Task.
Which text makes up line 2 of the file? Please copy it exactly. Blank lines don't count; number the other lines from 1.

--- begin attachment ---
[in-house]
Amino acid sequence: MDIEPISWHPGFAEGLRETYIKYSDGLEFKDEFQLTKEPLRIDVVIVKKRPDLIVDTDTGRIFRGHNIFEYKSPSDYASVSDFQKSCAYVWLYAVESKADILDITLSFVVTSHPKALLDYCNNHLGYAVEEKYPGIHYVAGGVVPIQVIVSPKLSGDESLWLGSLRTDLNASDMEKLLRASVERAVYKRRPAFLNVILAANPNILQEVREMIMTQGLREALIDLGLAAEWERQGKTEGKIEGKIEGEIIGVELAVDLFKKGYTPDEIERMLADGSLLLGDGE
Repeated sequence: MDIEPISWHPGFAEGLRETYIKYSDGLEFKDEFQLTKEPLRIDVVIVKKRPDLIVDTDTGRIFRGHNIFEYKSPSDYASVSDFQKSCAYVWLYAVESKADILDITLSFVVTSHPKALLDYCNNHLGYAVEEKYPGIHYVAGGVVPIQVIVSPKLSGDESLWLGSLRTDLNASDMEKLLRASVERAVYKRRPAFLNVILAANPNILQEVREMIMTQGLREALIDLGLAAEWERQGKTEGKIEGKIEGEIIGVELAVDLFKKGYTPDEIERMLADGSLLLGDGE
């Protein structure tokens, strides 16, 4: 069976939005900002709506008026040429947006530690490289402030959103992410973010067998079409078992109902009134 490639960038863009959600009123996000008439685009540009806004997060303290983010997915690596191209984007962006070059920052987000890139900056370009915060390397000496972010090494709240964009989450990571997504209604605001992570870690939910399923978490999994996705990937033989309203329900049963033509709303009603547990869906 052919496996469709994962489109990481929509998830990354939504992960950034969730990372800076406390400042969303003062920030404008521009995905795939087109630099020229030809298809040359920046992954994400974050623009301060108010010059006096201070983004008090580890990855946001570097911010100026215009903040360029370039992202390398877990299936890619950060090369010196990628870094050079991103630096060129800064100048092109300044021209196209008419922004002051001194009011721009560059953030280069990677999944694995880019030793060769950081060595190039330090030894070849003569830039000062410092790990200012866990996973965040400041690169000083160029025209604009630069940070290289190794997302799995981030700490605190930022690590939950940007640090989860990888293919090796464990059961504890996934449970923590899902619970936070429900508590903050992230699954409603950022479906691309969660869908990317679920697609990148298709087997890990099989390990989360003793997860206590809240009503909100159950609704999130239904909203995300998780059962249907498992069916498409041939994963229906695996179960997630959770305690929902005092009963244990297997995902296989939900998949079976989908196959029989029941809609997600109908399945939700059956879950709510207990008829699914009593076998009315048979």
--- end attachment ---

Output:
Amino acid sequence: MDIEPISWHPGFAEGLRETYIKYSDGLEFKDEFQLTKEPLRIDVVIVKKRPDLIVDTDTGRIFRGHNIFEYKSPSDYASVSDFQKSCAYVWLYAVESKADILDITLSFVVTSHPKALLDYCNNHLGYAVEEKYPGIHYVAGGVVPIQVIVSPKLSGDESLWLGSLRTDLNASDMEKLLRASVERAVYKRRPAFLNVILAANPNILQEVREMIMTQGLREALIDLGLAAEWERQGKTEGKIEGKIEGEIIGVELAVDLFKKGYTPDEIERMLADGSLLLGDGE